Actors propose an action plan against racism in drama schools


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Media captionShaniqua Okwok: “I really felt this weight on my shoulders”

A group of young BAME actors who spoke out against racial discrimination they endured in a large theater school came up with their own course of action.

The Royal Central School of Speech and Drama in London has admitted to being an accomplice of systemic racism.

Today, 240 former students have signed a master plan that they believe could serve as a model for other drama schools.

They say “racism is real in Central and it affects the lives of its students [and] staff “as well as many alumni.

The group was formed after being appalled when the institution released a message in support of the Black Lives Matter last week.

“Constant and regular” racism

Their letter says: “The words and acts of open and overt racism – mainly by staff towards students – took place in a consistent and regular manner without respite or consequence. ”

Big names in theater and television, including Young Vic Kwame Kwei-Armah’s artistic director and writer Russell T Davies, have added their names.

Alumni from other drama schools, including Rada, the Oxford School of Drama, Alra and the Liverpool Institute for Performing Arts, also spoke in recent days after similar messages.

Central’s acting directors said they “are personally committed to making far-reaching, lasting change.”

Slave comments

A former student explained how she was told to agree to play a slave in her career because she “inherited this trauma” and was silenced when she complained.

Others said the school had not taken action against racism on the part of principals and other students; that teachers regularly called black students by wrong names; that they were stereotypical in the roles and comments given to them; and that there was a lack of diversity among the staff and in the rooms they studied.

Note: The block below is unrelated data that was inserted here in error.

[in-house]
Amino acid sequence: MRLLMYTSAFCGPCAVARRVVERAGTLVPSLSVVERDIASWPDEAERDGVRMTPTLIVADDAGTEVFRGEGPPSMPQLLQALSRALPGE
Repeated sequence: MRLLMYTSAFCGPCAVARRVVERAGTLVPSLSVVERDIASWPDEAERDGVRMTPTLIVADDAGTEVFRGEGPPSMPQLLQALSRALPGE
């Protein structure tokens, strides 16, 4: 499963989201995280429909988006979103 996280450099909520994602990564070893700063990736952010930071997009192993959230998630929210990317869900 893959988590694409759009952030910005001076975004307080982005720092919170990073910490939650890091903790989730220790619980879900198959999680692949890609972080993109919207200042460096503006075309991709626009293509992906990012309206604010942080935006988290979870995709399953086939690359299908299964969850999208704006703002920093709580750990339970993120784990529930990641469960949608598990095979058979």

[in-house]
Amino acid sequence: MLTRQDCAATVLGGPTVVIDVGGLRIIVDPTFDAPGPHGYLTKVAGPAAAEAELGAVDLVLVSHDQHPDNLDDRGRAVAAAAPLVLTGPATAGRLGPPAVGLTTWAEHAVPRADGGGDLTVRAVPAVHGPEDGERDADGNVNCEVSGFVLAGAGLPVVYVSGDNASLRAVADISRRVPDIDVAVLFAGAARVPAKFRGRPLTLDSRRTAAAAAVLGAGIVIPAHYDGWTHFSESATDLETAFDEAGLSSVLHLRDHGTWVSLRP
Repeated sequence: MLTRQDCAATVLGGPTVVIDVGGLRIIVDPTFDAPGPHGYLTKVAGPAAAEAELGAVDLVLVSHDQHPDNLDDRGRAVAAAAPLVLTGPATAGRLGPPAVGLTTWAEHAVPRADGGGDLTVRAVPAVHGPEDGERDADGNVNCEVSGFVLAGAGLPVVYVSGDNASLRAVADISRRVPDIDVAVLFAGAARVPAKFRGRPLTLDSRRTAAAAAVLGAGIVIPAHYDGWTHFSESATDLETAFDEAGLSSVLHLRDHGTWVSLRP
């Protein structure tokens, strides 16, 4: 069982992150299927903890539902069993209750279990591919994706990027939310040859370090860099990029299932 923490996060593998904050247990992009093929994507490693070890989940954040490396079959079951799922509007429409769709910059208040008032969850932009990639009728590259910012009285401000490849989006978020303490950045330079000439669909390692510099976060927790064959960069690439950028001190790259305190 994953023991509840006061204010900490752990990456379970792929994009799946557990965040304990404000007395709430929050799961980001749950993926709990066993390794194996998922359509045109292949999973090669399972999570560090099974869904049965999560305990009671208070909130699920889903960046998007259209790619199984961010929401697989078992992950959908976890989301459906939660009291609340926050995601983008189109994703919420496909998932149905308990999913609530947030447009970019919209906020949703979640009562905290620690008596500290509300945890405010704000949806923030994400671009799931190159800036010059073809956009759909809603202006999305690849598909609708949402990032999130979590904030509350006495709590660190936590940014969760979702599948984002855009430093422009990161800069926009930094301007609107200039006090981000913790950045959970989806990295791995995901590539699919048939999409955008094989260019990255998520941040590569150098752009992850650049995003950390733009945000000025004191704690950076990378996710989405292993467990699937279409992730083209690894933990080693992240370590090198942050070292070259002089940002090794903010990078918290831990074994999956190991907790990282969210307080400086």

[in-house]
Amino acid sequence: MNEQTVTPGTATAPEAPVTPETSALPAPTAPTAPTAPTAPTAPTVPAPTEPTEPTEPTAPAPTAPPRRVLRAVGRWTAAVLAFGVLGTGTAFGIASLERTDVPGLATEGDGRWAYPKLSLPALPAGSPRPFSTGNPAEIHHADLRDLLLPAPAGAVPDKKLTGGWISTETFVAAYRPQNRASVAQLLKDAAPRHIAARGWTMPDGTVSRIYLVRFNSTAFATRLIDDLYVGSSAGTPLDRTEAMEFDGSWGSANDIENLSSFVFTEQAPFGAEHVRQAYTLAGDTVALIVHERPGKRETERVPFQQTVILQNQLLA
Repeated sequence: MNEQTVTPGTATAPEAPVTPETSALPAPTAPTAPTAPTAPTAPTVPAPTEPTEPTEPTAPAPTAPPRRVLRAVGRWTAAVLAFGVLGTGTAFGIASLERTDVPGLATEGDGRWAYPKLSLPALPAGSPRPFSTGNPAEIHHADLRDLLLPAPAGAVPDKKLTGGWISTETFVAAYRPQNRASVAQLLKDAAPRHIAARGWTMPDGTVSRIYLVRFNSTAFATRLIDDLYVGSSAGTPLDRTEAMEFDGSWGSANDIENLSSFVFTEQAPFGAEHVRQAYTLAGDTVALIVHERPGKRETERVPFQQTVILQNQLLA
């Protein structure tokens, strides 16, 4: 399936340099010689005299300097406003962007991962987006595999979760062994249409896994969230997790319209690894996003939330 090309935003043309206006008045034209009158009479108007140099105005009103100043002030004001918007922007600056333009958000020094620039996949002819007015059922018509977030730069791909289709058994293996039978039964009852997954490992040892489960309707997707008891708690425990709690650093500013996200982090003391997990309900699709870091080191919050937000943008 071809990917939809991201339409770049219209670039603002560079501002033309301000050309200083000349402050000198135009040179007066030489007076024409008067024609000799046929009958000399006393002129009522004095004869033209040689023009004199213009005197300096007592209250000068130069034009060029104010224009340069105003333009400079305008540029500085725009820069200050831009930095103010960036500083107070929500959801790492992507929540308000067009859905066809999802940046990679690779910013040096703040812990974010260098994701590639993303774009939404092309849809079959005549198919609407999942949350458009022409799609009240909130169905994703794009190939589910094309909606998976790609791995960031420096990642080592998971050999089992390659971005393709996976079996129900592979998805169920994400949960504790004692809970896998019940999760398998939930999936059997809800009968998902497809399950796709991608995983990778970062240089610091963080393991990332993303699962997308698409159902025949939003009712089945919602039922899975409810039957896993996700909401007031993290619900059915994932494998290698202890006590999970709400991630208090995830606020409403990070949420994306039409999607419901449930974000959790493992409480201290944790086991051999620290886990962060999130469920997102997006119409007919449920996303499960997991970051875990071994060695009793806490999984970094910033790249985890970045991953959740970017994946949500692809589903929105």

Anna Crichlow, a 2016 graduate, said she only worked on a play by a black playwright in her second year, and not at all by a three-year-old black British playwright.

“A teacher told me that I would never work the classic way,” she told BBC News. “When I graduated, my first job was in a Pride & Prejudice production. So it’s just not true. ”

She added, “People don’t get the breadth of training that prepares them for this truly diverse industry. They do not receive training that is inclusive for them and their experiences.

“Everyone wants to help the school move forward because there is excellent teaching, but this is hampered because of this systemic problem and the racism rife in the center of the school. “

‘Very stupid’

Another former black student said that Central was not racist, “just very stupid.”

The action plan includes: A system for reporting racism and prejudice and investigating all complaints; more staff training; restructure the curriculum; a more diverse workforce; and more people of color on the board.

“We hope it will be taken in the intent in which it is given,” said Chi-San Howard, who studied leadership and teaching the movement until 2016.

“We are never going to not read Shakespeare. We’re never going to appreciate Pinter’s work. They are brilliant. It’s just that there are also other bright people who deserve to be heard and deserve to be seen. “

“Positive step”

Crichlow added that last week revealed that people from other drama schools had similar experiences.

“These places are historic and we are very fortunate to have them here, but that means they have worked the same way for a very long time,” she said.

“I certainly think that the standard letter we are working on could be applied to many different schools and institutions. All of our hopes are that this is a truly positive step for everyone. ”

The school principal, Professor Gavin Henderson, who was due to retire at the end of his term, advanced his retirement by three weeks to deal with “personal and family matters”.

His acting replacements, Debbie Scully and Professor Ross Brown, said, “We have no way of fully understanding the pain that many people will have endured over the past week and in the past.

“We are committed to forging a transparent course of action, and we will be contacting many who have posted online, as well as meetings with current staff and students.

“We will learn from shared experiences and act accordingly to effect transformational change.”

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